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Encyclopedia > Raoult's law

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Raoult's law

In chemistry, Raoult's law states that the vapour pressure of mixed liquids is dependent on the vapour pressures of the individual liquids and the molar fraction of each present.

Once equilibrium has been reached,

PTotal = P1x1 + P2x2
where P1and P2 are the vapour pressures of two liquids, and x1 and x2 are their molar fractions.

This law is strictly valid only under the assumption that the bonding between the two liquids is equal to the bonding within the liquids. Therefore, comparing actual measured vapour pressures to predicted values from Raoult's law allows information about the relative strength of bonding between liquids to be obtained. If the measured value of vapour pressure is less than the predicted value, fewer molecules have left the solution than expected. This is put down to the strength of bonding between the liquids being greater than the bonding within the individual liquids, so less molecules have enough energy to leave the solution. Conversely, if the vapour pressure is greater than the predicted value more molecules have left the solution than expected, due to the bonding between the liquids being less strong than the bonding within each.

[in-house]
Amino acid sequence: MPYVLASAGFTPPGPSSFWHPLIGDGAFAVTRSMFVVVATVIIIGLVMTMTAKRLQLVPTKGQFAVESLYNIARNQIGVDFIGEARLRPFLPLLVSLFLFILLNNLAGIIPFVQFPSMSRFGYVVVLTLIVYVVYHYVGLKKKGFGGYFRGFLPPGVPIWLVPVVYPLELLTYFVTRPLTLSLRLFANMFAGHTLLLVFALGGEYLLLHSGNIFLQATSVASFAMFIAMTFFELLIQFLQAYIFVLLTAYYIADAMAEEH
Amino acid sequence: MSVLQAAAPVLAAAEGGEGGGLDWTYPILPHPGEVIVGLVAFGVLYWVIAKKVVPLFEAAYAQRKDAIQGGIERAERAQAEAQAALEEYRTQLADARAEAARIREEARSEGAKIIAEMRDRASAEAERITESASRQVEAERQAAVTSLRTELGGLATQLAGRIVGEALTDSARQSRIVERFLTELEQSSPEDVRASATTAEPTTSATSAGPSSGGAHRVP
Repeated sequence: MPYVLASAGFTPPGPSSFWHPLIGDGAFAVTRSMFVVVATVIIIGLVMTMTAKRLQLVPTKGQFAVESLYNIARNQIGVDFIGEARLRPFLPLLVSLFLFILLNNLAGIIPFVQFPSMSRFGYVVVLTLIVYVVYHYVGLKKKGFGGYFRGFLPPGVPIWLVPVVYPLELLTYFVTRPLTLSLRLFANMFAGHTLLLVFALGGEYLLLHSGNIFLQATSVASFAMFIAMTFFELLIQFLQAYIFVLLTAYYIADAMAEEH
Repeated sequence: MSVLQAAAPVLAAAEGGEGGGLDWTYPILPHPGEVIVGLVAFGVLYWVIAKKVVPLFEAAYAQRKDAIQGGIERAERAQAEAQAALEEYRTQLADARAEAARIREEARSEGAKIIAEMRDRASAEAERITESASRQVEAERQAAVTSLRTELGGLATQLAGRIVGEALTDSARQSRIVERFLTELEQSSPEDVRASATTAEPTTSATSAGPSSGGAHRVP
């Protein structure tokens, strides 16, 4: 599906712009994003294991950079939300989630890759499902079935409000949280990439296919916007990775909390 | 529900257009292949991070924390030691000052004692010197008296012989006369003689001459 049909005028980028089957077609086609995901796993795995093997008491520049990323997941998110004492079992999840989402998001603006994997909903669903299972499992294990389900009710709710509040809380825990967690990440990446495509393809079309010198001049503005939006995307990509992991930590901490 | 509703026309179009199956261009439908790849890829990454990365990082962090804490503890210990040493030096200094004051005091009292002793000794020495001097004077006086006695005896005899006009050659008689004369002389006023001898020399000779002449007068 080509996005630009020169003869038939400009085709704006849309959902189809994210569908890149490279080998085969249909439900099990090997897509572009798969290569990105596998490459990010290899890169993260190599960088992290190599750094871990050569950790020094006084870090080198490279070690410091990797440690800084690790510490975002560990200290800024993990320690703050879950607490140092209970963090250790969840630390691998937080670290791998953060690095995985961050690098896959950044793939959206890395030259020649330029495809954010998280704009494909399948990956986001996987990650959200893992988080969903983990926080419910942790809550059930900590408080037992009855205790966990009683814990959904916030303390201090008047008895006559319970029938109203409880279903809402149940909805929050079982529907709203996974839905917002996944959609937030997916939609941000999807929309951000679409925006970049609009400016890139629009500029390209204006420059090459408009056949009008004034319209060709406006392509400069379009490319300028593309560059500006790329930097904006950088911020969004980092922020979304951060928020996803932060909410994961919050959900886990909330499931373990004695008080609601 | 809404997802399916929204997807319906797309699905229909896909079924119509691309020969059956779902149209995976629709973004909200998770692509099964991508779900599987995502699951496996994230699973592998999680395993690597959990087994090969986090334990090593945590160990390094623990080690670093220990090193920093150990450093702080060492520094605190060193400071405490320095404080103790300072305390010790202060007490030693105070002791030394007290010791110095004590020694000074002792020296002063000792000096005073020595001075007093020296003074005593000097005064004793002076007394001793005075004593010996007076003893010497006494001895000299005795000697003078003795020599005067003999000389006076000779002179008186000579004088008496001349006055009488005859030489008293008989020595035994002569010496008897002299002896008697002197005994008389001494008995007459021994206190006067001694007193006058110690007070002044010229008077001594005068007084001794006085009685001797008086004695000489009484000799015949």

See also: Henry's law



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